I can’t gauge whether Fracture is supposed to be big time or a backburner movie. The last backburner I saw, Breach, turned out very well. Fracture is less successful, if only for the fact that I spent a lot of my time watching it thinking about technique. This is a sign that you have rather too many aerial shots in your movie.
Ted Crawford (Anthony Hopkins) shoots his wife, and Willie Beachum (Ryan Gosling) has to prosecute him. The problem is that Crawford somehow left no conclusive evidence that he did anything, and Willie is arrogant, leaving for corporate law and generally underpreparing himself.
The conceit of Fracture is that Anthony Hopkins plays a criminal mastermind who has committed only one crime. The biggest frustration of the film is not only that its solution is one of the most standard clichés in story telling … but that I didn’t solve it myself well ahead of time.
Hopkins puts in his traditional good performance, obviously inspired by the sort of repartée he enjoyed as Hannibal Lecter. Gosling is less successful here than he was in Half Nelson, but that is largely attributable to his hair. Other than the fact that being blonde detracts from his definition, he is personable.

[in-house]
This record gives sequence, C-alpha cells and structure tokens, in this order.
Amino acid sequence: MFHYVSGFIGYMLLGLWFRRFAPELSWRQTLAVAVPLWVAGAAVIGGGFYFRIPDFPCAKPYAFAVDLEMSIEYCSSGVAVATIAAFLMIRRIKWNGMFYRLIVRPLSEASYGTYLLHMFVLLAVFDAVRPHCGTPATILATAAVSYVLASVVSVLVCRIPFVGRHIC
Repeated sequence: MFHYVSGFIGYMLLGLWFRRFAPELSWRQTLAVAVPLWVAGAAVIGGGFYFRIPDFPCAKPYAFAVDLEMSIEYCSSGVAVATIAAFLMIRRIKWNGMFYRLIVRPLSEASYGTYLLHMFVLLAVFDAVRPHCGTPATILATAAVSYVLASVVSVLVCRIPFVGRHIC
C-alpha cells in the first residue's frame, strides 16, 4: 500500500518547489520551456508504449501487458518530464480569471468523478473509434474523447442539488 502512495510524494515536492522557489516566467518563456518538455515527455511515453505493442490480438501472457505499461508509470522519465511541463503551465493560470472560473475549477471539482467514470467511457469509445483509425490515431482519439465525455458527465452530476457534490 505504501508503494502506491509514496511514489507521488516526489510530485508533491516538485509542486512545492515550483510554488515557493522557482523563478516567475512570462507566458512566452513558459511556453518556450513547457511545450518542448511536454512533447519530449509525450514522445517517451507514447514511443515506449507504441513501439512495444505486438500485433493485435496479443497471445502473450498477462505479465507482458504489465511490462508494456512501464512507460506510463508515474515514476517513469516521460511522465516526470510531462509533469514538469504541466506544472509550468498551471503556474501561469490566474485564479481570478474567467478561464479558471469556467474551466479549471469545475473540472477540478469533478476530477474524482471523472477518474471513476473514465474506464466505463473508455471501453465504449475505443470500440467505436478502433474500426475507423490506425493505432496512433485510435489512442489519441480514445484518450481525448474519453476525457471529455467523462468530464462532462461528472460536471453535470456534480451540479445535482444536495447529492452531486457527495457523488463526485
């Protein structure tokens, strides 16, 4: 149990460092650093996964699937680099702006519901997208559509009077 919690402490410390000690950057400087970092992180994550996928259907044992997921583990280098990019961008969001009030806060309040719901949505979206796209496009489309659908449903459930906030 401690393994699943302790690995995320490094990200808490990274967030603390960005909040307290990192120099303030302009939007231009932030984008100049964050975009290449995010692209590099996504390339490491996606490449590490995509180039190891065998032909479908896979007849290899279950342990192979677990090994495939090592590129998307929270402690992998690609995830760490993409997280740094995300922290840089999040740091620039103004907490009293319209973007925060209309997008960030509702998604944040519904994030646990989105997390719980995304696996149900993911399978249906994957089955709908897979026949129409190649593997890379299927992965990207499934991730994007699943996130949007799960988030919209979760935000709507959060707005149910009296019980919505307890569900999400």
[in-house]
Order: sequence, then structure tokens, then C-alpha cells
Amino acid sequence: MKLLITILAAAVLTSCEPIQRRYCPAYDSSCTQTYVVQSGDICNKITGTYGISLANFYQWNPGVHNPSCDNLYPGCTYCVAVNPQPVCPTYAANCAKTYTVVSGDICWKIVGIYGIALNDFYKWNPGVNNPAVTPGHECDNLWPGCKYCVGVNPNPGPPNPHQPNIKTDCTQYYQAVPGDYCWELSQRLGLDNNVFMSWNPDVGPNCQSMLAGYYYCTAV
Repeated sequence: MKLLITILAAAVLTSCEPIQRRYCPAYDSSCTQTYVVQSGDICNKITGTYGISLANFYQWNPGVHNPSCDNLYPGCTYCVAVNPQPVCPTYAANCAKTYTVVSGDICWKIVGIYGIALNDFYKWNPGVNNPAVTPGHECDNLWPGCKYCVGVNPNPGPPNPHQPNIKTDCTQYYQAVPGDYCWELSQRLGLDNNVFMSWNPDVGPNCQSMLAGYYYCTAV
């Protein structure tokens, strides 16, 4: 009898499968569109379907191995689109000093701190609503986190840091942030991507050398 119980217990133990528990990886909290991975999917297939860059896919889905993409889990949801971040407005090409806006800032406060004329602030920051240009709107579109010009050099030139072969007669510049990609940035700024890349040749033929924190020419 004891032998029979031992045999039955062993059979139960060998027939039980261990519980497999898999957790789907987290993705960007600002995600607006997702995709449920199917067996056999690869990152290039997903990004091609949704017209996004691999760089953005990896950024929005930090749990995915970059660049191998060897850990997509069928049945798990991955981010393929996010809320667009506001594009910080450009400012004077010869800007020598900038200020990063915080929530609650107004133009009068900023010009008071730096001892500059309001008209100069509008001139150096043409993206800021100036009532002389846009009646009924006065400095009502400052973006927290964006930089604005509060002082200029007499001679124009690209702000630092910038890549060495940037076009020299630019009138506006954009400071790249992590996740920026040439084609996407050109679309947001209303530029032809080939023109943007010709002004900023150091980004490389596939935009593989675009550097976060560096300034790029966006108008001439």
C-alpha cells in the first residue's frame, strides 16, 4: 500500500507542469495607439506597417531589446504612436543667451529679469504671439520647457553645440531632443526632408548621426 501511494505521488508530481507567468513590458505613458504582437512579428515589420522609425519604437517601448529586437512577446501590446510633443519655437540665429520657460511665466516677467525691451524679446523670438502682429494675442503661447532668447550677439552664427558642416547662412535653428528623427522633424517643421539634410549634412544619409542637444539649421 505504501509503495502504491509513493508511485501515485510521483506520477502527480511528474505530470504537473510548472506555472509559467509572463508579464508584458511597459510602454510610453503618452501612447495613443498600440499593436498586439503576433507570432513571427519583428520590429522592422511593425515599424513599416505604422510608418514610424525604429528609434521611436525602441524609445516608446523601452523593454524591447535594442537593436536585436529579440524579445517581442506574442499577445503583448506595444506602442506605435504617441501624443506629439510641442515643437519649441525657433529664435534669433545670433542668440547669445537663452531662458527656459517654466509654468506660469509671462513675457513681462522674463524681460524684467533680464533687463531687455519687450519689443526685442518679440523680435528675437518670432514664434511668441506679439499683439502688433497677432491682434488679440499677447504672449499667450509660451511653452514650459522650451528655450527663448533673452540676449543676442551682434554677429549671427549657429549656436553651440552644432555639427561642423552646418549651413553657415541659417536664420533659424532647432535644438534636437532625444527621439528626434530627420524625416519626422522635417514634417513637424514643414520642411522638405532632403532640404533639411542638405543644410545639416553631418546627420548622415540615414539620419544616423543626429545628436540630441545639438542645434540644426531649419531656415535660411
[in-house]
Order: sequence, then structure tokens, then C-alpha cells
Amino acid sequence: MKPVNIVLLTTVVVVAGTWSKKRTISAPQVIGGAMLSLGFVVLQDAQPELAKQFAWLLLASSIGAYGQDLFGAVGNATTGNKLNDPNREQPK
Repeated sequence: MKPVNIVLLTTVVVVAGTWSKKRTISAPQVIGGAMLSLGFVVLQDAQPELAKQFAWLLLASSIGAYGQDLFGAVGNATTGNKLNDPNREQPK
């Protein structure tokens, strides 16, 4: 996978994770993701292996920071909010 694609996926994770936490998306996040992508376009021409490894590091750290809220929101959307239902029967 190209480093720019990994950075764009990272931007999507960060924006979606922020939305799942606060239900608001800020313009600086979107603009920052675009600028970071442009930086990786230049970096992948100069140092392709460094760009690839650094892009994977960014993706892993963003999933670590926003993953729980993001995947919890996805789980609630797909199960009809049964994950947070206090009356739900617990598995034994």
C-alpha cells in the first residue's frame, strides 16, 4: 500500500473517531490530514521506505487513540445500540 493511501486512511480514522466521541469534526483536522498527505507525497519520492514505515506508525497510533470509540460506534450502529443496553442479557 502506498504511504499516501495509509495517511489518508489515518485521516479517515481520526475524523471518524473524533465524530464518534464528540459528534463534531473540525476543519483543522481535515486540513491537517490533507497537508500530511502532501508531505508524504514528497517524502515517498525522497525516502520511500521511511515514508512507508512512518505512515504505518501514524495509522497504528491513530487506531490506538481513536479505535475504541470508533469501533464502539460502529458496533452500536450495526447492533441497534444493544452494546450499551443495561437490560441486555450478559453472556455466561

The remainder of the cast is functional, although Rosamund Pike’s standard issue superfluous love interest is rather too “exotic” for someone who is supposed to be “All American”. Fiona Shaw, whom you may recall as Harry Potter’s Aunt Petunia (I recall her as Super Mario Bros‘ Lena), sparkles briefly as the judge in Crawford’s case.
Fracture is a strange little movie to be sure, and on many levels it’s standard issue, but it’s the paradoxical brand of standard issue that isn’t frequently issued any more.